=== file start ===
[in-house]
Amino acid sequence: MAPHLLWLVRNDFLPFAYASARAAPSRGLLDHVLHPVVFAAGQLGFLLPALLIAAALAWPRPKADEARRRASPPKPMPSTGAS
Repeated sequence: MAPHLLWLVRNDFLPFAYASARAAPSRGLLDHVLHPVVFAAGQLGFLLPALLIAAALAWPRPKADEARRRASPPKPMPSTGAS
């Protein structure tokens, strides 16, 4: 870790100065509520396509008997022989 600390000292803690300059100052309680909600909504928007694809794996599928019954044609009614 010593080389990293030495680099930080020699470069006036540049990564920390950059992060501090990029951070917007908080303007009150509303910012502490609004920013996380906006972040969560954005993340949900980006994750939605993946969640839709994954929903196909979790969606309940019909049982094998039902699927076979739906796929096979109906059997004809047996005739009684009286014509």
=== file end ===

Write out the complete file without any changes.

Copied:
[in-house]
Amino acid sequence: MAPHLLWLVRNDFLPFAYASARAAPSRGLLDHVLHPVVFAAGQLGFLLPALLIAAALAWPRPKADEARRRASPPKPMPSTGAS
Repeated sequence: MAPHLLWLVRNDFLPFAYASARAAPSRGLLDHVLHPVVFAAGQLGFLLPALLIAAALAWPRPKADEARRRASPPKPMPSTGAS
């Protein structure tokens, strides 16, 4: 870790100065509520396509008997022989 600390000292803690300059100052309680909600909504928007694809794996599928019954044609009614 010593080389990293030495680099930080020699470069006036540049990564920390950059992060501090990029951070917007908080303007009150509303910012502490609004920013996380906006972040969560954005993340949900980006994750939605993946969640839709994954929903196909979790969606309940019909049982094998039902699927076979739906796929096979109906059997004809047996005739009684009286014509």